Chamomile tea. Steep a bag of chamomile tea in 1 cup of hot water for 10 to minutes to allow the herbs to be properly released into the water. Drink up to four glasses a day for maximum relief. If using fresh or dried chamomile, mix 3 teaspoons of the herb into 1 cup of water.
Ways to Treat GERD Medically
Most doctors recommend GERD sufferers attempt lifestyle modifications before receiving medical treatment. However, if you are still experiencing severe GERD symptoms more than twice a week despite changes to your diet and lifestyle, medical intervention may be necessary. If that is the case, there are two options: medication and surgery.
Over-the-counter medications can help, but don’t overdo it. Antacids, which are available over the counter just about anywhere, can provide short-term relief for GERD sufferers by neutralizing the stomach acids. However, overuse of antacids can ultimately make GERD worse and cause side effects like constipation, bloating and diarrhea. If you find yourself constantly reaching for your stash of antacids for more than two weeks, see your doctor.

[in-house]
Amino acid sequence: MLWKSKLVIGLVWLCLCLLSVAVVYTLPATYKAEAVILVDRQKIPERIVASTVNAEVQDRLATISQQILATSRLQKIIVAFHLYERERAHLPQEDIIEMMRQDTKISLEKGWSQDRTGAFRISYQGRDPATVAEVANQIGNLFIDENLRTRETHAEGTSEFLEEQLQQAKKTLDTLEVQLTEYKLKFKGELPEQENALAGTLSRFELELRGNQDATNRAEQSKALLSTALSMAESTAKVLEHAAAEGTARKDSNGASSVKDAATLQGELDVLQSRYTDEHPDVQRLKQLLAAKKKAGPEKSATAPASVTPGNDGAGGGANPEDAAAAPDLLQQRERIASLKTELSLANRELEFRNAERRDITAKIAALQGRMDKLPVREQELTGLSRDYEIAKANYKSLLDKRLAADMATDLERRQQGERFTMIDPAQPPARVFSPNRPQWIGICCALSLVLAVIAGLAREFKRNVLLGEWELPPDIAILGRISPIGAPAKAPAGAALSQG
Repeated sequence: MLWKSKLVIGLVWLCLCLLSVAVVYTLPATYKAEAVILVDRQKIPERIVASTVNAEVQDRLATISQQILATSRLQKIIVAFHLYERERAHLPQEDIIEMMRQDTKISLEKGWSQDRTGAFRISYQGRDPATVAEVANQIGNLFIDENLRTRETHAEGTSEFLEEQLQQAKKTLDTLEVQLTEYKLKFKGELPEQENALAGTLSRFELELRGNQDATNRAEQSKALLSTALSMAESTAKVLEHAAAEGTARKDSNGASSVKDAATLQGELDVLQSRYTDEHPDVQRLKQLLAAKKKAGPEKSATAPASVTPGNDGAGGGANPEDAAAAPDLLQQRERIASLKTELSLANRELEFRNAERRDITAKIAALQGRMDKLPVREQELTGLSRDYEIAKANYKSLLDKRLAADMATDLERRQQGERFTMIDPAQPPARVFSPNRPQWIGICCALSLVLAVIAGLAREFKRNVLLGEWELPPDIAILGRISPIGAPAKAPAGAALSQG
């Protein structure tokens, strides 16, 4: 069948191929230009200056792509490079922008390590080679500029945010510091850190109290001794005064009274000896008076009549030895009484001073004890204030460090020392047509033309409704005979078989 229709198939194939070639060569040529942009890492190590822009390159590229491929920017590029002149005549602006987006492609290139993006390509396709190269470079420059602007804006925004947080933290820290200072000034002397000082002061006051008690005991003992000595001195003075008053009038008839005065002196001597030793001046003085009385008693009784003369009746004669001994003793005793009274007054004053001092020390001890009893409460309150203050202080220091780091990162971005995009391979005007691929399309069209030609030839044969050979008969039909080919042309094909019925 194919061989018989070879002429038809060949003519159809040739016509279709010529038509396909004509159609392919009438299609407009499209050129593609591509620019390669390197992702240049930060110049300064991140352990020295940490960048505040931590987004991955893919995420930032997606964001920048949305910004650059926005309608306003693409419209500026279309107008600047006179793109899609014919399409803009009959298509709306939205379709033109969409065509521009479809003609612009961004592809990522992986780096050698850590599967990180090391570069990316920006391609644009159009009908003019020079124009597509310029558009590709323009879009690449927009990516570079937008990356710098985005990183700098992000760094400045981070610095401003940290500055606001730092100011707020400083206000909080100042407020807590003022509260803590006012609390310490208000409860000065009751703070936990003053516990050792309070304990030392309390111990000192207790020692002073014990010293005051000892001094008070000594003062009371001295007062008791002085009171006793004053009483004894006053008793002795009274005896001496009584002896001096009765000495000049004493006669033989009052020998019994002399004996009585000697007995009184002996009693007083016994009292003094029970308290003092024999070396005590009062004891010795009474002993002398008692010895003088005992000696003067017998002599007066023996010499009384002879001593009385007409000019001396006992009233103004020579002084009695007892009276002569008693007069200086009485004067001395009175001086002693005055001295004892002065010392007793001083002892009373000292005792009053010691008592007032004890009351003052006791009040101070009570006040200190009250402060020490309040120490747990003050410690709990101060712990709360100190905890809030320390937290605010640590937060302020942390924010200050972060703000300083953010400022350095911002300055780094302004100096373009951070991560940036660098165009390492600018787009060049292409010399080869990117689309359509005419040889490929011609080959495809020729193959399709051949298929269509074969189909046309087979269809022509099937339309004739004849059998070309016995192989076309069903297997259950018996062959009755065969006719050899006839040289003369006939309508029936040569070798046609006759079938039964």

There are several prescription medications that treat GERD. Chances are you’ve seen television ads for at least one of the numerous GERD and heartburn medications currently on the market. There are two main types of medications that doctors prescribe to treat GERD: histamine-2 (H2) blockers and proton pump inhibitors (PPIs). H2 blockers, such as Zantac, Pepcid and Axid, are successful at treating heartburn and reflux, but they are less effective at treating inflammation in the esophagus that can be caused by GERD. PPIs, such as Nexium, Prevacid and Prilosec, block acid for longer periods of time than H2 blockers and promote the healing of inflammation.
Surgery is an option for the only most severe cases of GERD. If lifestyle changes and medication have failed to bring your GERD to a manageable level—or if GERD is causing additional medical problems—you might want to consider surgery. There are a few different types of surgery available for GERD sufferers, some of which are minimally invasive. The type of surgery varies from patient to patient, depending on the cause and severity of each person’s condition, as well as his medical history. Your doctor should be able to give you information about surgical options and determine which one is right for you.